The Northern Illinois Food Bank is honoring, if not actually celebrating, its 40th anniversary of serving neighbors in need.
“We wanted to recognize the 40th anniversary, but we don’t want to say we’re celebrating it because we don’t want to celebrate that there’s been hunger in the community for over 40 years,” said Chief Philanthropy Officer Maeven Sipes. “We want to acknowledge the impact that the food bank, along with everybody that has come along beside us, has made over these last 40 years.”
To help mark the milestone, officials at the food bank held their first Founder’s Day event at the main office in Geneva a few weeks ago. More than 100 people attended a brief ceremony, took tours, worked volunteer shifts and saw the unveiling of a new outdoor reflection area in honor of their late founder Sister Rosemarie Burian, on what would have been her 87th birthday.
She founded the food bank in Carol Stream with a small group of like-minded volunteers who saw hungry people in their community.
“We didn’t have anything but Sister Rosemarie’s vision, we didn’t have a staff, we didn’t have any money,” said Lois Sheridan, a founding board member. “And we had to convince people that there was in fact a need in DuPage County and other counties.”
Sheridan and her husband, Gerald, knew Sister Rosemarie from St. Mark’s Catholic Church in Wheaton, where they met many people dealing with food insecurity.
“She wanted a place where people would feel welcome and get their needs met,” Sheridan said. “So she took a year sabbatical and planned this whole thing.”
Four decades later, Sheridan still has trouble believing what the food bank has become.
“They are so innovative,” she said. “Every time I go back they are doing something different to try harder to reach people and get the food to them. It’s just wonderful to see the growth and development.”
The reality of that growth is bittersweet, however.
“We always said we would be out of business in 10 years when the economy picked up, and you can see what has happened 40 years later,” she said. “The need is still growing exponentially. Thankfully the Northern Illinois Food Bank is there to serve it.”
“We wanted to recognize the 40th anniversary, but we don’t want to say we’re celebrating it because we don’t want to celebrate that there’s been hunger in the community for over 40 years. We want to acknowledge the impact that the food bank, along with everybody that has come along beside us, has made over these last 40 years.”— Maeven Sipes, Northern Illinois Food Bank Chief Philanthropy Officer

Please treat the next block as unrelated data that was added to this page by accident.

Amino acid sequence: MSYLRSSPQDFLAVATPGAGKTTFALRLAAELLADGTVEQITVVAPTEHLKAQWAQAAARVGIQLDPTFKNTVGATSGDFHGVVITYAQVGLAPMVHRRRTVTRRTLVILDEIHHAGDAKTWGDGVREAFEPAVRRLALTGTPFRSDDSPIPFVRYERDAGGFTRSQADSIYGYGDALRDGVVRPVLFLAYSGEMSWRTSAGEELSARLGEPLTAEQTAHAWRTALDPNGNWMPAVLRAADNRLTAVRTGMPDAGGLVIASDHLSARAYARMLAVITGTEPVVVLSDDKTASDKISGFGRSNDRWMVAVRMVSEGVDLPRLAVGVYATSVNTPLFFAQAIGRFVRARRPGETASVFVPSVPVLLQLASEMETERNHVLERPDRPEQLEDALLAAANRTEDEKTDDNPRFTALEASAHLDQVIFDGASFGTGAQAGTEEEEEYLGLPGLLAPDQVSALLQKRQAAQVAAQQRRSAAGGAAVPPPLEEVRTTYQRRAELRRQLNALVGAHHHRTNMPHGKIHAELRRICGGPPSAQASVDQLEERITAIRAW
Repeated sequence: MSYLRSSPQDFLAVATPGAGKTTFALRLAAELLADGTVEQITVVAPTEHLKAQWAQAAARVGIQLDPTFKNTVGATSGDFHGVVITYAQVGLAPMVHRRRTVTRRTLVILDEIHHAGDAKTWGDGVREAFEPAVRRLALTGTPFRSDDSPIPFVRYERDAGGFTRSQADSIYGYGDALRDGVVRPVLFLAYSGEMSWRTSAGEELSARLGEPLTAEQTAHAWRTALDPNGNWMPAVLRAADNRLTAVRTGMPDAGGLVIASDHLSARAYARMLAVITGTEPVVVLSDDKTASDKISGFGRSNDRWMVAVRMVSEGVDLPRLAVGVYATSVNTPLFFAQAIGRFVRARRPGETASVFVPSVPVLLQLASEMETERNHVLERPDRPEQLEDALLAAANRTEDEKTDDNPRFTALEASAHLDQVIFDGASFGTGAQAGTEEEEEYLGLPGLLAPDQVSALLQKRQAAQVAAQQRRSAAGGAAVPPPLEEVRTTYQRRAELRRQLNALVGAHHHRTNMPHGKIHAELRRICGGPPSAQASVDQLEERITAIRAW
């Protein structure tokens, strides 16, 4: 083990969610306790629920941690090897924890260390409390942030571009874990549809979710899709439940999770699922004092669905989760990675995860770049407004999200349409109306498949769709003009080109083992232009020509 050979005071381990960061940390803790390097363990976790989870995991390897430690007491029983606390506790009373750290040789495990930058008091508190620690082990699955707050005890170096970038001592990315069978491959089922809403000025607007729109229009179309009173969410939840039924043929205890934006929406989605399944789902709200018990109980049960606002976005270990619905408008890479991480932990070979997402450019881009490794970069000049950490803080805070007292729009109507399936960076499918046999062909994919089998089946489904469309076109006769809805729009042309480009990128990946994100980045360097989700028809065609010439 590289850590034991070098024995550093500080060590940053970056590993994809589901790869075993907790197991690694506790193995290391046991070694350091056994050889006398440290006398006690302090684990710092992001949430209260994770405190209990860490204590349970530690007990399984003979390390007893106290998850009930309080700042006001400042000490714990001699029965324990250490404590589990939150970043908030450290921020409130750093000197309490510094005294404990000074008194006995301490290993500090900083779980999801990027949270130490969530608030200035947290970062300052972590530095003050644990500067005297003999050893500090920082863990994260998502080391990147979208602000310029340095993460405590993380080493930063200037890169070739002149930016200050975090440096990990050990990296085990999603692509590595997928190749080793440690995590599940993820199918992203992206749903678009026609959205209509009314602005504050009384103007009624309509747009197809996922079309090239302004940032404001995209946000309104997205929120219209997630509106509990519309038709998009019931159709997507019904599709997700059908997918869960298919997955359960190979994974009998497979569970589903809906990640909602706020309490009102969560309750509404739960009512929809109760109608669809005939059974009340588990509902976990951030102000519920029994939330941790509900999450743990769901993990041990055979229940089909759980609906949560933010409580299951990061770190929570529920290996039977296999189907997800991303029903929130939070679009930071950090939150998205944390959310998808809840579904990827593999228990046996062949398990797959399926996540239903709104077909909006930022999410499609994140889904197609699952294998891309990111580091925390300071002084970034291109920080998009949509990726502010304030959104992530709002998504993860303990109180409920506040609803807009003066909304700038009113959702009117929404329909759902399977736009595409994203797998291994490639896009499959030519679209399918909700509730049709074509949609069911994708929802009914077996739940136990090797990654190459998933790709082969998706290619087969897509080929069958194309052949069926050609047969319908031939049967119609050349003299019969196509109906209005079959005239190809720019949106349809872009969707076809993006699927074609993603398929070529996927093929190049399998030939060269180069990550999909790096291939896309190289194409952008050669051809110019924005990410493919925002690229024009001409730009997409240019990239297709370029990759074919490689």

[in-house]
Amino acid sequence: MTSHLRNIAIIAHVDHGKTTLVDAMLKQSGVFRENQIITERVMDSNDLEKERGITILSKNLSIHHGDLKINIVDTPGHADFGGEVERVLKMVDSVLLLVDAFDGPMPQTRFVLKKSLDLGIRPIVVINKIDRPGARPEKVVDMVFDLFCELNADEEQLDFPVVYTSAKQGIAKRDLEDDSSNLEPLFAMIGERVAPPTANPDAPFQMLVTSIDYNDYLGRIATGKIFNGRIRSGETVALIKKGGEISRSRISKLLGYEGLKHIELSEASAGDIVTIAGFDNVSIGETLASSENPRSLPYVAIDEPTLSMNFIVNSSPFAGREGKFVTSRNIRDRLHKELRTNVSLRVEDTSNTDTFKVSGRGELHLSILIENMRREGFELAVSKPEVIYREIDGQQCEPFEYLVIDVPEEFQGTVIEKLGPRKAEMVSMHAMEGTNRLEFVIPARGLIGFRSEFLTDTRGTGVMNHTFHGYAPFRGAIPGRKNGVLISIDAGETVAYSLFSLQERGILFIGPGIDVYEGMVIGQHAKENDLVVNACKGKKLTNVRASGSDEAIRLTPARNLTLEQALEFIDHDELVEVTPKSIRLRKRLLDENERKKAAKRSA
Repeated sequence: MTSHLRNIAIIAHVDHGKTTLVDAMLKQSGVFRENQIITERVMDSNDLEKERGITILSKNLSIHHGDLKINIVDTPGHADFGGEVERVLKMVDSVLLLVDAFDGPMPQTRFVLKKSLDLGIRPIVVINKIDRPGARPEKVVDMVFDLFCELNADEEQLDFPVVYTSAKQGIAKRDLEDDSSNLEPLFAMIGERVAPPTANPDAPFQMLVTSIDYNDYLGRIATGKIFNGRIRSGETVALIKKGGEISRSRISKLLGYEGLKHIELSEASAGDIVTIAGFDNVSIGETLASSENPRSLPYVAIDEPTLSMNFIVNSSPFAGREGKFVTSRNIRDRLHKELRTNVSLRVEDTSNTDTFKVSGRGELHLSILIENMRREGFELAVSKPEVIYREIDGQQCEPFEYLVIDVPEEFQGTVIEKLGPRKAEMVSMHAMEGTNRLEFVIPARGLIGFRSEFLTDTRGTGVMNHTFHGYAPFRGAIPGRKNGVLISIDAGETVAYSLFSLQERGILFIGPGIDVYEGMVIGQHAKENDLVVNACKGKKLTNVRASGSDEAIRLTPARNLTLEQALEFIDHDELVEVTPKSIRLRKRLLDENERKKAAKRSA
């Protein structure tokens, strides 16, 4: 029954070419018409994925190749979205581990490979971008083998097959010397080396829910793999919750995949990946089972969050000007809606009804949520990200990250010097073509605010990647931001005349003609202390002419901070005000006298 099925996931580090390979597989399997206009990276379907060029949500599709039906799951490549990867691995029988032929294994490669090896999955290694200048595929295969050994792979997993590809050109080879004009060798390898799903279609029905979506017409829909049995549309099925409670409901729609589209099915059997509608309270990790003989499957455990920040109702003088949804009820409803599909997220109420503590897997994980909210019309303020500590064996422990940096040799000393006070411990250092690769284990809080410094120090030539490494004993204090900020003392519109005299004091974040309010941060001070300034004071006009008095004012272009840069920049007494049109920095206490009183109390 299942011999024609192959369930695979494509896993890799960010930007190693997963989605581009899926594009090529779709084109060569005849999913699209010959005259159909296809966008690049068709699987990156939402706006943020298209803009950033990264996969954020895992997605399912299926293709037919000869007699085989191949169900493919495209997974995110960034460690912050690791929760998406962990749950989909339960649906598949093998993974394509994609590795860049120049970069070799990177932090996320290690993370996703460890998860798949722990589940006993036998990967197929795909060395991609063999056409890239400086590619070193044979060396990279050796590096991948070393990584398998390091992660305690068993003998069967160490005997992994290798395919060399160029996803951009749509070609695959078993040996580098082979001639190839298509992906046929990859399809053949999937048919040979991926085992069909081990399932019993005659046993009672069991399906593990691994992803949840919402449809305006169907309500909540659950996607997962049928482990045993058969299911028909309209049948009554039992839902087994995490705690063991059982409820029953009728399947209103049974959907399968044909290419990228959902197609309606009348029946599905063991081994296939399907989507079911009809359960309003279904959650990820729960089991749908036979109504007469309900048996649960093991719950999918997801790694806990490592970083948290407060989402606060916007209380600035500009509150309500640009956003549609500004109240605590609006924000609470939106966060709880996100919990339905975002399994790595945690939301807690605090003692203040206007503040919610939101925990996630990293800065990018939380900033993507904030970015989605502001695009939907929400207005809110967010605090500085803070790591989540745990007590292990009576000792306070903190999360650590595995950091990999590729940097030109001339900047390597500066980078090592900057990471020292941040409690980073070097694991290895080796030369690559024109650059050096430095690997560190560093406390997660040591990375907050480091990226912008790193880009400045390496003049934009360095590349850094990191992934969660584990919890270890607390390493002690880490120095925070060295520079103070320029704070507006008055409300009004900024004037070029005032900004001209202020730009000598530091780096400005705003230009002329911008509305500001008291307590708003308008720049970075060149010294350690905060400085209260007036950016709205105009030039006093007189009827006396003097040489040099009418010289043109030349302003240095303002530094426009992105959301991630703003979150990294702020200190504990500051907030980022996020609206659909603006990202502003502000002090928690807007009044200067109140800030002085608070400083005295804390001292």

Sister Rosemarie founded the food bank with the idea of rescuing food that was going to waste and getting it to people who needed it. The way they get their food has evolved over the years, and now Sipes says the focus is on how they get it to their neighbors.
“We’re still all about getting enough food out that’s nutritious and that people want, but it’s the experience, and it’s how are we doing that with dignity,” Sipes said. “And how are we reaching people that we might not have been able to be reached before because of barriers or just not knowing us or not feeling comfortable coming.”
The Northern Illinois Food Bank works with more than 900 food pantries, mobile food truck markets, soup kitchens and feeding programs to provide 80 million meals a year to people across 13 counties.
The food bank also does direct distributions, including at the new Winnebago Community Market in Rockford, as well as operates a mobile market program with trucks that distribute from parking lots. There’s also My Pantry Express, an online food pantry started, quite presciently, in 2019 before the pandemic.
All told, the food bank now serves more than 500,000 people each month – more than at the height of the pandemic.
Sipes said the numbers speak to food bank’s ability to get the word out and increase access.
“But it also speaks to the fact that a lot of families are still struggling and stuff is really expensive right now,” she said. “We want to make sure we have the food available for people when they’re finally able to have the courage to come and ask for help, but we want to make sure that they’re feeling dignified in how they’re doing that.”
Sheridan said it’s the ethos of “empowering neighbors” that makes the food bank special.
“It’s not saying we’re reaching down to lift somebody up, which implies superiority,” she said. “It’s ‘empowering neighbors,’ we’re all in this together, and I just love that.”